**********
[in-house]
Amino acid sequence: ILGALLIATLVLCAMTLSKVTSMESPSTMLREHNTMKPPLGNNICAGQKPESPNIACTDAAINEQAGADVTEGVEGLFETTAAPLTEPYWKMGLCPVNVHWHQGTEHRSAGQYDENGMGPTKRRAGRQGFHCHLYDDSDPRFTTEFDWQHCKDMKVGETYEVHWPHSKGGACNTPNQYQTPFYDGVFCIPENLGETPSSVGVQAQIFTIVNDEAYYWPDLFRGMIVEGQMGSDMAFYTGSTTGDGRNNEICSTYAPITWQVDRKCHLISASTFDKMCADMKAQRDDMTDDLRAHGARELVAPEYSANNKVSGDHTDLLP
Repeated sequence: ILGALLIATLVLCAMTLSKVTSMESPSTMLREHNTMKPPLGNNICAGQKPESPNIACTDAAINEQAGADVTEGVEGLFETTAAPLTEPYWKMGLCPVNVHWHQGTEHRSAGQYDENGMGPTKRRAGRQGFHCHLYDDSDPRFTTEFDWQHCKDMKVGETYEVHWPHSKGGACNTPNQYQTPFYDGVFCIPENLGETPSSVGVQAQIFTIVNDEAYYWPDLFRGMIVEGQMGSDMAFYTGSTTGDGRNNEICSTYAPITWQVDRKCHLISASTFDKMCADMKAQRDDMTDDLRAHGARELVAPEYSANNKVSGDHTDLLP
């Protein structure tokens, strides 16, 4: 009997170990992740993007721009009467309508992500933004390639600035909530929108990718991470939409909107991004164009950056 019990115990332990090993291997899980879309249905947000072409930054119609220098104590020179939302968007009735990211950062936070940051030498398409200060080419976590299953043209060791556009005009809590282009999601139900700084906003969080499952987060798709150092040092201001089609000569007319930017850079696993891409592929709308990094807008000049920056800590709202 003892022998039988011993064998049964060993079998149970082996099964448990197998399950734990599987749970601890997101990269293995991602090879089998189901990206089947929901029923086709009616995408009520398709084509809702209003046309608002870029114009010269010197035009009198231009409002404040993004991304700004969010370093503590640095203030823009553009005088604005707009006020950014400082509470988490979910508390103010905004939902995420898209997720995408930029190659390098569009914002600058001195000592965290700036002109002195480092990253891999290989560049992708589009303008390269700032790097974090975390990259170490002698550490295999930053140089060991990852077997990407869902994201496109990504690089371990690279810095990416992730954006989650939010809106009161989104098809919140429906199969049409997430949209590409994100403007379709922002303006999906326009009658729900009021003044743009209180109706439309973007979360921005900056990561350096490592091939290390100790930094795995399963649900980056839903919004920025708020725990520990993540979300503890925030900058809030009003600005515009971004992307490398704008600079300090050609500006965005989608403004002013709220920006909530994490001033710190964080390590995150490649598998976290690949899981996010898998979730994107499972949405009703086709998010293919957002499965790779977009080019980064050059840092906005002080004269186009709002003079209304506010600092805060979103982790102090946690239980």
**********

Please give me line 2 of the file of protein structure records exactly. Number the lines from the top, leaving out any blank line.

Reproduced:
Amino acid sequence: ILGALLIATLVLCAMTLSKVTSMESPSTMLREHNTMKPPLGNNICAGQKPESPNIACTDAAINEQAGADVTEGVEGLFETTAAPLTEPYWKMGLCPVNVHWHQGTEHRSAGQYDENGMGPTKRRAGRQGFHCHLYDDSDPRFTTEFDWQHCKDMKVGETYEVHWPHSKGGACNTPNQYQTPFYDGVFCIPENLGETPSSVGVQAQIFTIVNDEAYYWPDLFRGMIVEGQMGSDMAFYTGSTTGDGRNNEICSTYAPITWQVDRKCHLISASTFDKMCADMKAQRDDMTDDLRAHGARELVAPEYSANNKVSGDHTDLLP